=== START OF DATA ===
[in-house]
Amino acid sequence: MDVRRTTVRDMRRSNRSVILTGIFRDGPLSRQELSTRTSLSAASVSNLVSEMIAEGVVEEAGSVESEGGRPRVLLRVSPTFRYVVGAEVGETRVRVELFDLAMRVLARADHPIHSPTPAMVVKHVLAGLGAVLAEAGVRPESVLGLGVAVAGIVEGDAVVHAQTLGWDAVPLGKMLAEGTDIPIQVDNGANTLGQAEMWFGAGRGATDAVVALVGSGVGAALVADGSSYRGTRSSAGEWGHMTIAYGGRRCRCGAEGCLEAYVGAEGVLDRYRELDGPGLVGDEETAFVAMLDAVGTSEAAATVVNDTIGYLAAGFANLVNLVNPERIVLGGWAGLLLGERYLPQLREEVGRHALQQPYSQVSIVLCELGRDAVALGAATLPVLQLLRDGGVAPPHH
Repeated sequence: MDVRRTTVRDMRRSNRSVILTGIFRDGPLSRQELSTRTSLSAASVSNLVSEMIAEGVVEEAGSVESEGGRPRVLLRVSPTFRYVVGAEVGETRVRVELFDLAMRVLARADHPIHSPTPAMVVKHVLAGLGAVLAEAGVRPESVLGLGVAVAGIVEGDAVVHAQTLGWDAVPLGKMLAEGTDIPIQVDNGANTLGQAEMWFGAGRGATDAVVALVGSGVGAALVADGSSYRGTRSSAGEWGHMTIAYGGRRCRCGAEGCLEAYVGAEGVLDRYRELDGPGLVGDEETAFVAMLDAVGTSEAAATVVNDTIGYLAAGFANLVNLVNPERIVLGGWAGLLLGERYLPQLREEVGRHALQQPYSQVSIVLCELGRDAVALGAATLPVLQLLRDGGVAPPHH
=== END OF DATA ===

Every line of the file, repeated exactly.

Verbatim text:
[in-house]
Amino acid sequence: MDVRRTTVRDMRRSNRSVILTGIFRDGPLSRQELSTRTSLSAASVSNLVSEMIAEGVVEEAGSVESEGGRPRVLLRVSPTFRYVVGAEVGETRVRVELFDLAMRVLARADHPIHSPTPAMVVKHVLAGLGAVLAEAGVRPESVLGLGVAVAGIVEGDAVVHAQTLGWDAVPLGKMLAEGTDIPIQVDNGANTLGQAEMWFGAGRGATDAVVALVGSGVGAALVADGSSYRGTRSSAGEWGHMTIAYGGRRCRCGAEGCLEAYVGAEGVLDRYRELDGPGLVGDEETAFVAMLDAVGTSEAAATVVNDTIGYLAAGFANLVNLVNPERIVLGGWAGLLLGERYLPQLREEVGRHALQQPYSQVSIVLCELGRDAVALGAATLPVLQLLRDGGVAPPHH
Repeated sequence: MDVRRTTVRDMRRSNRSVILTGIFRDGPLSRQELSTRTSLSAASVSNLVSEMIAEGVVEEAGSVESEGGRPRVLLRVSPTFRYVVGAEVGETRVRVELFDLAMRVLARADHPIHSPTPAMVVKHVLAGLGAVLAEAGVRPESVLGLGVAVAGIVEGDAVVHAQTLGWDAVPLGKMLAEGTDIPIQVDNGANTLGQAEMWFGAGRGATDAVVALVGSGVGAALVADGSSYRGTRSSAGEWGHMTIAYGGRRCRCGAEGCLEAYVGAEGVLDRYRELDGPGLVGDEETAFVAMLDAVGTSEAAATVVNDTIGYLAAGFANLVNLVNPERIVLGGWAGLLLGERYLPQLREEVGRHALQQPYSQVSIVLCELGRDAVALGAATLPVLQLLRDGGVAPPHH